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Forests breathe life into province, keep desert at bay

By Li Lei and Huo Yan in Yan'an | China Daily | Updated: 2019-09-04 09:42
Staff members at Qiaobei Forestry Administration in Yan'an, Shaanxi province, demonstrate how remote sensing images are used to monitor wildfires. HUO YAN/CHINA DAILY

Apart from its image of having a harsh environment, Yan'an is home to forests crucial to China's ecology.

In recent years, local forestry authorities have ramped up protection of natural forests using cutting-edge technologies and experimented with increasing financial returns from them.

In 2015, the city's Qiaobei forestry administration launched a high-tech conservation project in Ziwuling National Nature Reserve.

Comprised of mainly oil-rich evergreen species, such as pine and cypress, the forest is prone to fires in the dry season.

Dozens of surveillance cameras and almost 200 infrared cameras were installed across 200,000 hectares of forest overseen by the administration to enable quick detection of wildfires, plant diseases and pests.

More than 3 million yuan ($418,912) was spent on the surveillance cameras and 16 drones. "It halves the time that responders take to extinguish fires," said Bai Yingfei, chief engineer of the city's reforestation office.

Bai said the surveillance system also helped fight illegal development projects in the forests, which lie south of the sprawling Mu Us Desert.

The forest is considered a crucial buffer against the desert's southward expansion, and is referred to as the lungs of Shaanxi province.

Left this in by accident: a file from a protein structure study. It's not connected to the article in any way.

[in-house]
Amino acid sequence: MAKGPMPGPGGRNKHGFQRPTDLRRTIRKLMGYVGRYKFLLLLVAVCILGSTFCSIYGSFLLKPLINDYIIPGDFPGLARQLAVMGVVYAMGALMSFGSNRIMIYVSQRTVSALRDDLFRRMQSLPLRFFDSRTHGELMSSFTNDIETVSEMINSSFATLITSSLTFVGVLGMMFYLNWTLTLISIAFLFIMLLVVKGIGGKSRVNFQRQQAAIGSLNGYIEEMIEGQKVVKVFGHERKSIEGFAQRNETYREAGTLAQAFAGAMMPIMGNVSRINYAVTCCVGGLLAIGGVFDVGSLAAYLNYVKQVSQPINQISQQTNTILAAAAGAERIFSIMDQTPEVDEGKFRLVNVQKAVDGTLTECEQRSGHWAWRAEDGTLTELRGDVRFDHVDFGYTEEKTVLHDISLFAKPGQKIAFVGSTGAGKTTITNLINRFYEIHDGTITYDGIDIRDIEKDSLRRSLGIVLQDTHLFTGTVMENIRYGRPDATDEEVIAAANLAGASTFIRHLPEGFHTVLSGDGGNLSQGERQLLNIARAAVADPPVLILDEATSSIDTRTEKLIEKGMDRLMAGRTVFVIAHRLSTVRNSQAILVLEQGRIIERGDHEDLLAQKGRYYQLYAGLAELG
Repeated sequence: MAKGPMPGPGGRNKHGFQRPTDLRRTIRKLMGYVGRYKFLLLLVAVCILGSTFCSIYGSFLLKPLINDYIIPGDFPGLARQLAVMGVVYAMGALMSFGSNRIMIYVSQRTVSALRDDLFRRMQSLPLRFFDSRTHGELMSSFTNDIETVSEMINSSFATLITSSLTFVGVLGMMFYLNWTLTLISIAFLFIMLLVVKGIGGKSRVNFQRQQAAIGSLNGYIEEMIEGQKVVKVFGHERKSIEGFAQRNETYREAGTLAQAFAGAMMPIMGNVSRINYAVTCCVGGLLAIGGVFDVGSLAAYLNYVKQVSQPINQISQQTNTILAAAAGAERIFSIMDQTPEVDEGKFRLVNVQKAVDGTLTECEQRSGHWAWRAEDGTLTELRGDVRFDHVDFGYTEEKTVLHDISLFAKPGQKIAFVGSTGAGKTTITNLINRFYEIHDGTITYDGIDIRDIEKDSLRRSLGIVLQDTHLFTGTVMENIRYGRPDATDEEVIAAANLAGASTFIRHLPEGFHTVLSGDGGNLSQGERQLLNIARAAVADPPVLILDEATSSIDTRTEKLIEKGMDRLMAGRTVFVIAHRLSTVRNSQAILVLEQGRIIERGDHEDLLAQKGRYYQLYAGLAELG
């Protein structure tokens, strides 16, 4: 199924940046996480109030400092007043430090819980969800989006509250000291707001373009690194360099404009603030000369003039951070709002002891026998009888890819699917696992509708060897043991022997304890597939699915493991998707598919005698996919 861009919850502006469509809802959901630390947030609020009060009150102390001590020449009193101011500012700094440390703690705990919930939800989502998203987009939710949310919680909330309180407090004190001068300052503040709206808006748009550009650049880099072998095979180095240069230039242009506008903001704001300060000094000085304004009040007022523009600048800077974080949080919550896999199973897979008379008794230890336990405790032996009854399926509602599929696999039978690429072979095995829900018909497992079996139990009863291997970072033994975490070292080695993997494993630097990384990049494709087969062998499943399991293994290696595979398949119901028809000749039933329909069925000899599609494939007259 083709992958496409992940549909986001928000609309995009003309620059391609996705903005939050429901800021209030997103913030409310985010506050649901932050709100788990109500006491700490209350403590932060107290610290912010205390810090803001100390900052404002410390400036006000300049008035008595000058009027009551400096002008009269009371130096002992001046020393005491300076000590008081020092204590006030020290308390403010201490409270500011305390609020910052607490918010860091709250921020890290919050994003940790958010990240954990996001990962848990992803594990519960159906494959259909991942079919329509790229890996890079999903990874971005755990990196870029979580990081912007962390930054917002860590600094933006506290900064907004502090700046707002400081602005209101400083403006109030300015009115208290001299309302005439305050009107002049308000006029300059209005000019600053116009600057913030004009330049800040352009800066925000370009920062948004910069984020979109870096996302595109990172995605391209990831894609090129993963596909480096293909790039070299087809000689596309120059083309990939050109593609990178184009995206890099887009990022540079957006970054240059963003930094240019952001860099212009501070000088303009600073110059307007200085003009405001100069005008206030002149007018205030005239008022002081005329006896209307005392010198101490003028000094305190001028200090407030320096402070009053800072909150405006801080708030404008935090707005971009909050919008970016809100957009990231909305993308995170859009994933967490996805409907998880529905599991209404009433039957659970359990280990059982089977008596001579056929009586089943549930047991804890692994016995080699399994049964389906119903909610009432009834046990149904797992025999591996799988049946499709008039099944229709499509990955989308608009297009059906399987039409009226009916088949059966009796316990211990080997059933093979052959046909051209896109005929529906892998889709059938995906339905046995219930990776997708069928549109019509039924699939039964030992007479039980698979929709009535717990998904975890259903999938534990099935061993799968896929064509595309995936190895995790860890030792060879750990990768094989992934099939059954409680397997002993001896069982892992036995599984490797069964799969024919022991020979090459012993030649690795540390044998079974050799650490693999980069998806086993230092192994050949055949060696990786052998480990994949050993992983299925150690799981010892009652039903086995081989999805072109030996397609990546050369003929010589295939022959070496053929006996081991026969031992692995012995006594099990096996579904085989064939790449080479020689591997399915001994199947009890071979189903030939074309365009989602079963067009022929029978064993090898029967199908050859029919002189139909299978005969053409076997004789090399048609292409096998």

The area is also home to several under-threat species, including the North Chinese leopard and golden eagle.

"Alongside drones, the technologies are drastically cutting the time needed for firefighting and daily patrols," Bai said, adding that routine foot patrols that used to take weeks could now be finished in 30 minutes.

In June, the administration was among a small number of users allowed access to the high-resolution satellite image database of the newly created National Forestry and Grassland Administration, which further enhanced its emergency response capabilities.

After an initial alert, the satellite images can help create 3D computer models of the terrain that allow responders to calculate the quickest route to the site. The images can also be used to see if projects in the forest exceed their approved area.

Forestry authorities in Yan'an are also stepping up intervention in the commercial development of the forests. Qiaoshan forestry administration is nurturing species that have high economic value, such as oak, which can be made into high-end hardwood products.

Through pruning and disease prevention, the administration is working to ensure a specified number of oak trees per acre, a practice widely adopted by European countries.

"We are currently at least 100 years behind our European counterparts," said Cao Xuping, the administration's director.

Cao said his office was also trying to diversify the trees' age distribution so that a steady supply of mature trees is ensured for harvesting. This is different from past practices of forestry authorities where all trees are felled in an area regardless of their age.

"It's essential, as it helps make sure that the forest's ecology is not adversely affected," he said.

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